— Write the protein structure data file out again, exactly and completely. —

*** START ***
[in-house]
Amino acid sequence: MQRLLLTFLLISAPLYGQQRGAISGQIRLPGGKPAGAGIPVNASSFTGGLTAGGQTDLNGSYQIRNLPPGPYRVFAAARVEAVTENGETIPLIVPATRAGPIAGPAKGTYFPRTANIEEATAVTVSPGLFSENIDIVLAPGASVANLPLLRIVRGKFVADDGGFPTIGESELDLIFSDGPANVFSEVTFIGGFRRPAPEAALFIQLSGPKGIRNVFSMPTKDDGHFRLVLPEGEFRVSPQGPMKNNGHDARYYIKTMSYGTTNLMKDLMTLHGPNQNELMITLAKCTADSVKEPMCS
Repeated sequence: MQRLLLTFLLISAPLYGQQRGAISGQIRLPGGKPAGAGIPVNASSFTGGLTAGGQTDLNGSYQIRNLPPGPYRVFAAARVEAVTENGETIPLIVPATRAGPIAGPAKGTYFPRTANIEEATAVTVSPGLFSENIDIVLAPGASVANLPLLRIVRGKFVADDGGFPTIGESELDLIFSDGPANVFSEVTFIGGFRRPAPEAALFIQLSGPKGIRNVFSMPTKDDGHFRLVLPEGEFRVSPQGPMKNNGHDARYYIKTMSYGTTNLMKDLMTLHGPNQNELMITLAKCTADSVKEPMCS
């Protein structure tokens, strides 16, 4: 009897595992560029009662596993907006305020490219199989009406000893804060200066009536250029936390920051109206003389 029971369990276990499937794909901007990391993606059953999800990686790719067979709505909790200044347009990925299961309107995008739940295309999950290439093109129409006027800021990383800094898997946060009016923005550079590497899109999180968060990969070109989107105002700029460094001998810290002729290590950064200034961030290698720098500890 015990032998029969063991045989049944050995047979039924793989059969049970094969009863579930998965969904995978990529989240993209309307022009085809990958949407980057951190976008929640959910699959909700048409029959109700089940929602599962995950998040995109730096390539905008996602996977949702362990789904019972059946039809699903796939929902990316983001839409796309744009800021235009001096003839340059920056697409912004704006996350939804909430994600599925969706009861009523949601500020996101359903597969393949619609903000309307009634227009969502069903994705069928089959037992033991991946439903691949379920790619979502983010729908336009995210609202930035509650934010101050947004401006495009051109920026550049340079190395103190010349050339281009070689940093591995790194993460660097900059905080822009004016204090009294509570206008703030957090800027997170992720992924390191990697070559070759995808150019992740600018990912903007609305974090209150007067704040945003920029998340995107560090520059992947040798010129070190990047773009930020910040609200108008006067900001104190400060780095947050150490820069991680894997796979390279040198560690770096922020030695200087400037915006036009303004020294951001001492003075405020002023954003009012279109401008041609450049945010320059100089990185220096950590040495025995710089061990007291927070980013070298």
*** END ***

[in-house]
Amino acid sequence: MQRLLLTFLLISAPLYGQQRGAISGQIRLPGGKPAGAGIPVNASSFTGGLTAGGQTDLNGSYQIRNLPPGPYRVFAAARVEAVTENGETIPLIVPATRAGPIAGPAKGTYFPRTANIEEATAVTVSPGLFSENIDIVLAPGASVANLPLLRIVRGKFVADDGGFPTIGESELDLIFSDGPANVFSEVTFIGGFRRPAPEAALFIQLSGPKGIRNVFSMPTKDDGHFRLVLPEGEFRVSPQGPMKNNGHDARYYIKTMSYGTTNLMKDLMTLHGPNQNELMITLAKCTADSVKEPMCS
Repeated sequence: MQRLLLTFLLISAPLYGQQRGAISGQIRLPGGKPAGAGIPVNASSFTGGLTAGGQTDLNGSYQIRNLPPGPYRVFAAARVEAVTENGETIPLIVPATRAGPIAGPAKGTYFPRTANIEEATAVTVSPGLFSENIDIVLAPGASVANLPLLRIVRGKFVADDGGFPTIGESELDLIFSDGPANVFSEVTFIGGFRRPAPEAALFIQLSGPKGIRNVFSMPTKDDGHFRLVLPEGEFRVSPQGPMKNNGHDARYYIKTMSYGTTNLMKDLMTLHGPNQNELMITLAKCTADSVKEPMCS
């Protein structure tokens, strides 16, 4: 009897595992560029009662596993907006305020490219199989009406000893804060200066009536250029936390920051109206003389 029971369990276990499937794909901007990391993606059953999800990686790719067979709505909790200044347009990925299961309107995008739940295309999950290439093109129409006027800021990383800094898997946060009016923005550079590497899109999180968060990969070109989107105002700029460094001998810290002729290590950064200034961030290698720098500890 015990032998029969063991045989049944050995047979039924793989059969049970094969009863579930998965969904995978990529989240993209309307022009085809990958949407980057951190976008929640959910699959909700048409029959109700089940929602599962995950998040995109730096390539905008996602996977949702362990789904019972059946039809699903796939929902990316983001839409796309744009800021235009001096003839340059920056697409912004704006996350939804909430994600599925969706009861009523949601500020996101359903597969393949619609903000309307009634227009969502069903994705069928089959037992033991991946439903691949379920790619979502983010729908336009995210609202930035509650934010101050947004401006495009051109920026550049340079190395103190010349050339281009070689940093591995790194993460660097900059905080822009004016204090009294509570206008703030957090800027997170992720992924390191990697070559070759995808150019992740600018990912903007609305974090209150007067704040945003920029998340995107560090520059992947040798010129070190990047773009930020910040609200108008006067900001104190400060780095947050150490820069991680894997796979390279040198560690770096922020030695200087400037915006036009303004020294951001001492003075405020002023954003009012279109401008041609450049945010320059100089990185220096950590040495025995710089061990007291927070980013070298």